Posing a powerful challenge to dominant trends in cultural analysis, this book covers the whole history of the concept of culture, providing the broadest study of this notion to date. Johnson and Michaelsen examine the principal methodological strategies or metaphors of anthropology in the past two decades (embodied in works by Edward Said, James Clifford, George Marcus, V. Y. Mudimbe, and others) and argues that they do not manage to escape anthropology's grounding in representational practices. To the extent that it remains a practice of representation, anthropology, however complex, critical, or self-reflexive, cannot avoid objectifying its others.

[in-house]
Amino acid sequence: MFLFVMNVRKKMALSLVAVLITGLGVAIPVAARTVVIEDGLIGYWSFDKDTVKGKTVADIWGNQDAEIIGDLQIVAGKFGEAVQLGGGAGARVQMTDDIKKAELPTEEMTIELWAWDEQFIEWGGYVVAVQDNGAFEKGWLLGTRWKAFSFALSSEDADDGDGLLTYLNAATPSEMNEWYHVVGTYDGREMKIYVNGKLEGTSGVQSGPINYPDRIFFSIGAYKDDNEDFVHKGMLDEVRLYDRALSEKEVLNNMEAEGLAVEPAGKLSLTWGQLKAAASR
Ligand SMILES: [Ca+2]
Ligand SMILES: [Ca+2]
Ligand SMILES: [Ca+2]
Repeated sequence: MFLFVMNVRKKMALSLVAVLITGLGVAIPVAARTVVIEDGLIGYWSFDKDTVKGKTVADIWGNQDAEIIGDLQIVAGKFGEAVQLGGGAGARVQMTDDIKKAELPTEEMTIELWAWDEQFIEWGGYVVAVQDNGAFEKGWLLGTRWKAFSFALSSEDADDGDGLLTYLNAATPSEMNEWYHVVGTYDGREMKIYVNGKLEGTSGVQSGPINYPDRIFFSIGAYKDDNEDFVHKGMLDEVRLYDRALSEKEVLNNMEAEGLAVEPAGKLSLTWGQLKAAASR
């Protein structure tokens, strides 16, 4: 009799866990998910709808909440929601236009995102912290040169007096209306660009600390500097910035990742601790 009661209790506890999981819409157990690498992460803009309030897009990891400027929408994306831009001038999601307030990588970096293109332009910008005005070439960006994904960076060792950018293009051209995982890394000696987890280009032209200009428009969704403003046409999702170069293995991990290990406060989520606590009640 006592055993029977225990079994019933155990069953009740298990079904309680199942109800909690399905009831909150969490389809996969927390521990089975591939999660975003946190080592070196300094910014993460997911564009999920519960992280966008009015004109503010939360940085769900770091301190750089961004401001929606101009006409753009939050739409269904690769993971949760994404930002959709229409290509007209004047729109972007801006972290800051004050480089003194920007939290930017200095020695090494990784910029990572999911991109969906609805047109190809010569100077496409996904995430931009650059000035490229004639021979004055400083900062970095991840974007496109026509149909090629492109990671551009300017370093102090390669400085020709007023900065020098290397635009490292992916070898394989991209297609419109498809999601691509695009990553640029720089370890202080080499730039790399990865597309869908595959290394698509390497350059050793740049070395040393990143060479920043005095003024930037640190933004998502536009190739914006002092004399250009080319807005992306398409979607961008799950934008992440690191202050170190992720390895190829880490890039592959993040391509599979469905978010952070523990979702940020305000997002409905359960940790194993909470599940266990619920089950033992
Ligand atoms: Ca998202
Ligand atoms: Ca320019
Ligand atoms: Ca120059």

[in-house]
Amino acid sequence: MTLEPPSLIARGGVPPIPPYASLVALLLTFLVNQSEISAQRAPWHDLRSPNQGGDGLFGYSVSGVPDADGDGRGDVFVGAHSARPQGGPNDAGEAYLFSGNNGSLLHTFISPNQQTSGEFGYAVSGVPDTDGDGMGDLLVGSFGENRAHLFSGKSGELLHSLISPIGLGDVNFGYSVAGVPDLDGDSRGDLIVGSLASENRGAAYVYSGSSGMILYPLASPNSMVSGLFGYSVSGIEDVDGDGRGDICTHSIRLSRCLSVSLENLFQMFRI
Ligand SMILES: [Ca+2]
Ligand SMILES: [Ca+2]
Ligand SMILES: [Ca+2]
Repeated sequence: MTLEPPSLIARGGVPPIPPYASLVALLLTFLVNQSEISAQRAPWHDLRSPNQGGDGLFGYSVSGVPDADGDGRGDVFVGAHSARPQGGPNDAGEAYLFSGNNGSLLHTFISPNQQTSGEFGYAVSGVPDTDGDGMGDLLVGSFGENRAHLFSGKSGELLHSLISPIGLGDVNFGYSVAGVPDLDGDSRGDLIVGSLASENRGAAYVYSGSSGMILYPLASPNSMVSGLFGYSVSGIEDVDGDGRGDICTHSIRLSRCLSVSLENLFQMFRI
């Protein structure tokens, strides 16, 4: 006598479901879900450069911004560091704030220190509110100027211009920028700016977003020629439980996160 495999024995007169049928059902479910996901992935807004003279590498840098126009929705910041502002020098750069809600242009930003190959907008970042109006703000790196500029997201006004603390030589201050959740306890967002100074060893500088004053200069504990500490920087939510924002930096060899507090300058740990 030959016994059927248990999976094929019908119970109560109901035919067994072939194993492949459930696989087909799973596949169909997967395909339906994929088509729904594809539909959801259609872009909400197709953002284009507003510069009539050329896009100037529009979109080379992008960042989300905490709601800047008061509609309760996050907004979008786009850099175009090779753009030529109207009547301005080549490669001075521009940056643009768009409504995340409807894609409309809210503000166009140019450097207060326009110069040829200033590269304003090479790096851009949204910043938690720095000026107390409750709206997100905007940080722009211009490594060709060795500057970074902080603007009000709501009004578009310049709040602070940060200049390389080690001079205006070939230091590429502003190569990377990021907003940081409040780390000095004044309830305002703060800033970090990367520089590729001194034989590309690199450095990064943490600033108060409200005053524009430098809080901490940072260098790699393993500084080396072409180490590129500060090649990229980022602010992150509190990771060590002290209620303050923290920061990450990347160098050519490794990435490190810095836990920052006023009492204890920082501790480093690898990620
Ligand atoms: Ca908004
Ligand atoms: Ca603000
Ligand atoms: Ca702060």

Extending beyond a critique of anthropology, the book reads the twinned notions of the human and culture across the long history of the human sciences broadly conceived, including anthropology, cultural studies, history, literature, and philosophy. Although there is no chance, they argue, for a "new" anthropology that would not repeat the old anthropology's problem of disciplining the other, they also recognize that there may be no way out of anthropology. We are always writing, thinking, and living in anthropology's wake, within its specific compass or horizon. Moreover, they demonstrate, we have been doing so for a very long time, since at least the beginning of the institution of philosophy in Plato and Aristotle.